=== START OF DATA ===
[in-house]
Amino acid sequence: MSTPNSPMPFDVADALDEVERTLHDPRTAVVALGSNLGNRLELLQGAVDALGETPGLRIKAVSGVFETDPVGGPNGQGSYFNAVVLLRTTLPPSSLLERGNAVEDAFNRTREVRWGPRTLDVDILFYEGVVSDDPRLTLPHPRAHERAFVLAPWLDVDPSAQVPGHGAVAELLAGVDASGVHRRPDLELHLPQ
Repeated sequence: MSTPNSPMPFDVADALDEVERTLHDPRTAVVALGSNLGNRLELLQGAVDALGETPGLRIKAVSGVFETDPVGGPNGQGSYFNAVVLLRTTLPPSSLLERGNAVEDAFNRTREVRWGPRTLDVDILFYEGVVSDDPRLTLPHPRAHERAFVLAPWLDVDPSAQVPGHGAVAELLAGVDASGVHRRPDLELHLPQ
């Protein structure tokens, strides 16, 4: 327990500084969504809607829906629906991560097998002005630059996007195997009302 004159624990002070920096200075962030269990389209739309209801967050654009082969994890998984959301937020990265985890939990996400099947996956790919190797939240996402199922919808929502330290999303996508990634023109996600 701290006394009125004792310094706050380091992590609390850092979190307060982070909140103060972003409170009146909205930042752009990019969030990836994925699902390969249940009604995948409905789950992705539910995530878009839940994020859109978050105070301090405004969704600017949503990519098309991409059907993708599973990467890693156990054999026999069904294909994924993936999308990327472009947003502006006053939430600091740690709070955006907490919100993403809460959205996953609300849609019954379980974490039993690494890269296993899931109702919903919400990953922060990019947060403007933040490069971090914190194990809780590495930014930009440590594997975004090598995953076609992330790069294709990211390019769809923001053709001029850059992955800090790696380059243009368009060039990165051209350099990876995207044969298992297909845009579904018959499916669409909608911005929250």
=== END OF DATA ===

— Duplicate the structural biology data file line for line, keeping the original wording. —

[in-house]
Amino acid sequence: MSTPNSPMPFDVADALDEVERTLHDPRTAVVALGSNLGNRLELLQGAVDALGETPGLRIKAVSGVFETDPVGGPNGQGSYFNAVVLLRTTLPPSSLLERGNAVEDAFNRTREVRWGPRTLDVDILFYEGVVSDDPRLTLPHPRAHERAFVLAPWLDVDPSAQVPGHGAVAELLAGVDASGVHRRPDLELHLPQ
Repeated sequence: MSTPNSPMPFDVADALDEVERTLHDPRTAVVALGSNLGNRLELLQGAVDALGETPGLRIKAVSGVFETDPVGGPNGQGSYFNAVVLLRTTLPPSSLLERGNAVEDAFNRTREVRWGPRTLDVDILFYEGVVSDDPRLTLPHPRAHERAFVLAPWLDVDPSAQVPGHGAVAELLAGVDASGVHRRPDLELHLPQ
């Protein structure tokens, strides 16, 4: 327990500084969504809607829906629906991560097998002005630059996007195997009302 004159624990002070920096200075962030269990389209739309209801967050654009082969994890998984959301937020990265985890939990996400099947996956790919190797939240996402199922919808929502330290999303996508990634023109996600 701290006394009125004792310094706050380091992590609390850092979190307060982070909140103060972003409170009146909205930042752009990019969030990836994925699902390969249940009604995948409905789950992705539910995530878009839940994020859109978050105070301090405004969704600017949503990519098309991409059907993708599973990467890693156990054999026999069904294909994924993936999308990327472009947003502006006053939430600091740690709070955006907490919100993403809460959205996953609300849609019954379980974490039993690494890269296993899931109702919903919400990953922060990019947060403007933040490069971090914190194990809780590495930014930009440590594997975004090598995953076609992330790069294709990211390019769809923001053709001029850059992955800090790696380059243009368009060039990165051209350099990876995207044969298992297909845009579904018959499916669409909608911005929250």